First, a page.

My friends who write newsletters tend to start them off by noting where they are. A coffee shop or a train or park bench. I don’t usually do that because I’m pretty always writing from my desk in my home office since the only coffee shop within a mile of my house is a Starbucks in a shopping center, and because writing with my laptop in my lap, instead of on a table or desk, gives me shoulder pain for days afterword, which limits the amount of writing I can do on the go.
Warren Ellis, on the other hand, has taken to introducing his writings with variations on the phrase “Greetings from out here on the Thames Delta” when he’s writing from home.
“‘Out here on the Thames Delta” is starting to sound like my ‘Lake Wobegon, Minnesota, my hometown,'” he wrote in one newsletter. More recently he’s noted that the term is sort of a joke. But I like the idea of a personal codename for the place I live. I’m putting down roots here, and since I work from home and don’t get out much, I spend the vast majority of my time here.
But where is “here,” exactly? The obvious answer would my neighborhood: Park Rose Heights. But not only does that sound like a retirement community, but it also seems a bit too narrow . Parkrose Heights is just a few square miles of houses, apartment buildings, and, yes, retirement communities. But of what makes it a unique place are the areas that surround it, the context the neighborhood exists within.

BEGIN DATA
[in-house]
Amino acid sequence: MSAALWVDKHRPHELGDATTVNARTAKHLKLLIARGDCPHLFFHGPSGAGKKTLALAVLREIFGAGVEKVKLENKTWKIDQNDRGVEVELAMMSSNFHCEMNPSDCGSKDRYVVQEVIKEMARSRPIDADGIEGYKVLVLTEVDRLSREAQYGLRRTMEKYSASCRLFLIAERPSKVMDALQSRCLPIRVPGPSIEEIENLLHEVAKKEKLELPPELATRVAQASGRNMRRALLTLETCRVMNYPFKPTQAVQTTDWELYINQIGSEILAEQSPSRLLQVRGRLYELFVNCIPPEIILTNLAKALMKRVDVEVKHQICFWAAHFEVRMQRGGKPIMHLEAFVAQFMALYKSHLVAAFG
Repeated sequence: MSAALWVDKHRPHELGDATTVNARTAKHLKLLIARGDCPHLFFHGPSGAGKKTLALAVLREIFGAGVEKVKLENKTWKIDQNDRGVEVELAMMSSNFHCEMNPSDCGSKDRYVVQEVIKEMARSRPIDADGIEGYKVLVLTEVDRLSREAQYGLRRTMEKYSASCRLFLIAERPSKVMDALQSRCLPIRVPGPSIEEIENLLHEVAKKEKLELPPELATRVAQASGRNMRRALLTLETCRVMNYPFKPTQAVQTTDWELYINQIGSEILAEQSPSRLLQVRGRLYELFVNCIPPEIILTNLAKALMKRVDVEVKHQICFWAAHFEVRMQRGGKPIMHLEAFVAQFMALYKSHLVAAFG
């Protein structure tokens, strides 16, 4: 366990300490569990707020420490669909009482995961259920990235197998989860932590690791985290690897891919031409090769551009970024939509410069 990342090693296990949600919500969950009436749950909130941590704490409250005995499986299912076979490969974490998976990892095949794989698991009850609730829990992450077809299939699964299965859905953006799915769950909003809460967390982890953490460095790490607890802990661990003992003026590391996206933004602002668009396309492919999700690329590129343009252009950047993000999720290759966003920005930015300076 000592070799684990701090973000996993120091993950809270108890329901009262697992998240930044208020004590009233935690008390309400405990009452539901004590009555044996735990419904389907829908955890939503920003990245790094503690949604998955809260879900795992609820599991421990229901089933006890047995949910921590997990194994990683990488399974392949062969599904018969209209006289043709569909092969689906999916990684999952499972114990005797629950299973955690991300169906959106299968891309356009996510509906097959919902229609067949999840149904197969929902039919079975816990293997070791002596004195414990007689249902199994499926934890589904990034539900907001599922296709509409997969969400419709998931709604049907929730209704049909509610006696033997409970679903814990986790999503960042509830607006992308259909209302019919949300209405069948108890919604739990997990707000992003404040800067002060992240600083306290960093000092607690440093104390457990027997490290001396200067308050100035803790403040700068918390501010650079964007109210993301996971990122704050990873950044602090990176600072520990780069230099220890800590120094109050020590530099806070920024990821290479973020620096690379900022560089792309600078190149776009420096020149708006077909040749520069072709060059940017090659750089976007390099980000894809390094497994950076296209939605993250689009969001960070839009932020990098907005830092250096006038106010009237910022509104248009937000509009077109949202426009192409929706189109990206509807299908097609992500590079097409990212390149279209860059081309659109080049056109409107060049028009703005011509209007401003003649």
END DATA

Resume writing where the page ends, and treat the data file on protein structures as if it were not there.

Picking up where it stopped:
Parkrose Heights is part of, or adjacent to, an area of town known as Gateway. “The Gateway area” is actually where I tell people I live, because no one has hear of Parkrose Heights. But that feels like it’s missing some context too. The gateway to what, exactly?
Well, it’s the gateway to East Portland, but this requires some explanation since when many people hear the term “East Porltand” they think it means all of Portland east of the Willamette River. And indeed, there was once a township on the east side called “East Portland,” back before it and the town of Albina merged with the City of Portland.
But today the name East Portland is used refer to the parts of Portland east of 82nd Ave., which was the border of the city until the East Portland neighborhoods were annexed in the mid-80s.
But not only is the name “East Portland” confusing. Inner Portland actually feels like a port town. The name of the city is descriptive. Out here in East Portland, which looks nothing like the city you see in Portlandia, it feels like a misnomer.
So what about a more geographic name, like “Thames Delta” that describes the physical landscape? I live on the Columbia Ridge. Just south of the Columbia River, just east of Rocky Butte, a couple hours by car west of Celilo Falls, the site of what was, until 1957, the longest continually inhabited settlement in North America. Ah, now that’s a place.
And “Columbia Ridge” has a double meaning. It was the name of a proposed city that would have been composed of the then unincorporated neighborhoods east of 82nd Ave., as well as the closer-in Cully neighborhood, before they were all subsumed by Portland.
Columbia Ridge is a ghost town. Not in the sense of being an abandoned city inhabited by ghosts. Rather, the city itself is a ghost, a specter haunting the minds of the people living within its hypothetical borders even today.
Hello there from the Columbia Ridge.
This post was adapted from the Technoccult newsletter.